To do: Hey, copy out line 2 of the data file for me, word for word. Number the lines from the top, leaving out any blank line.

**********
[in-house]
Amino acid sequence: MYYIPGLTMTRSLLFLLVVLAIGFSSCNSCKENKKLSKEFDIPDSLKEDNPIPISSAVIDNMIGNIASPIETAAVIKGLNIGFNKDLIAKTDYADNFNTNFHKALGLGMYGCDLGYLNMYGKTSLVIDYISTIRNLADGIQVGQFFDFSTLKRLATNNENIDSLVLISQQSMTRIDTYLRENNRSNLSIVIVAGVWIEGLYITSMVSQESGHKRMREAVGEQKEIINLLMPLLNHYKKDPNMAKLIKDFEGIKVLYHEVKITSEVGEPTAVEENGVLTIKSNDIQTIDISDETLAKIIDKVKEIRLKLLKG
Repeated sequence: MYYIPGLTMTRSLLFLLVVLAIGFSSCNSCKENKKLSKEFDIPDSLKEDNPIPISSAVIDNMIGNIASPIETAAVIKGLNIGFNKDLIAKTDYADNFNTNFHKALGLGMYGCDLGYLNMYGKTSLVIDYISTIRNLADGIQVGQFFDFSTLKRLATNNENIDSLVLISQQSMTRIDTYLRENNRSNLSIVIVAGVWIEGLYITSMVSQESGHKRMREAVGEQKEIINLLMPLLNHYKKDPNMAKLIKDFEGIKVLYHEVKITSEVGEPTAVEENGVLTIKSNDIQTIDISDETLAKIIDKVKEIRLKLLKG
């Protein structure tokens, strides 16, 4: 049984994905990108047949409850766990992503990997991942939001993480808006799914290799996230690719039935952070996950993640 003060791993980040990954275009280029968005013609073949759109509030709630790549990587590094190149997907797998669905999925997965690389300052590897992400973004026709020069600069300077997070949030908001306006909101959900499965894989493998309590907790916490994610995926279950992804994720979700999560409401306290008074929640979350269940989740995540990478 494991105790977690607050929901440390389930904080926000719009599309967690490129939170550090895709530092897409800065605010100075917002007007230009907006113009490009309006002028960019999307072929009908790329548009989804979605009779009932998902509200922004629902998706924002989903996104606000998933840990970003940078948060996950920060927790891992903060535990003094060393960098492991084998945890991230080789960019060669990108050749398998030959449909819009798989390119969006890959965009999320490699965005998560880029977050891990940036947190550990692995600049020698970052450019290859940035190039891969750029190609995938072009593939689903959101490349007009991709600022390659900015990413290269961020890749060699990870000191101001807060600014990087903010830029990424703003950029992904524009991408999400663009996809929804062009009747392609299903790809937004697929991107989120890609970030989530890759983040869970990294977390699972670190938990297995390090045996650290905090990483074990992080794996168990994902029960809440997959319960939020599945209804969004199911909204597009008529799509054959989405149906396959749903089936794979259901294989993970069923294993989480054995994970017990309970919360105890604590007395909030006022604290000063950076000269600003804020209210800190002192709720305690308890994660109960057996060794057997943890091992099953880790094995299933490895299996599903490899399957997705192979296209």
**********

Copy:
Amino acid sequence: MYYIPGLTMTRSLLFLLVVLAIGFSSCNSCKENKKLSKEFDIPDSLKEDNPIPISSAVIDNMIGNIASPIETAAVIKGLNIGFNKDLIAKTDYADNFNTNFHKALGLGMYGCDLGYLNMYGKTSLVIDYISTIRNLADGIQVGQFFDFSTLKRLATNNENIDSLVLISQQSMTRIDTYLRENNRSNLSIVIVAGVWIEGLYITSMVSQESGHKRMREAVGEQKEIINLLMPLLNHYKKDPNMAKLIKDFEGIKVLYHEVKITSEVGEPTAVEENGVLTIKSNDIQTIDISDETLAKIIDKVKEIRLKLLKG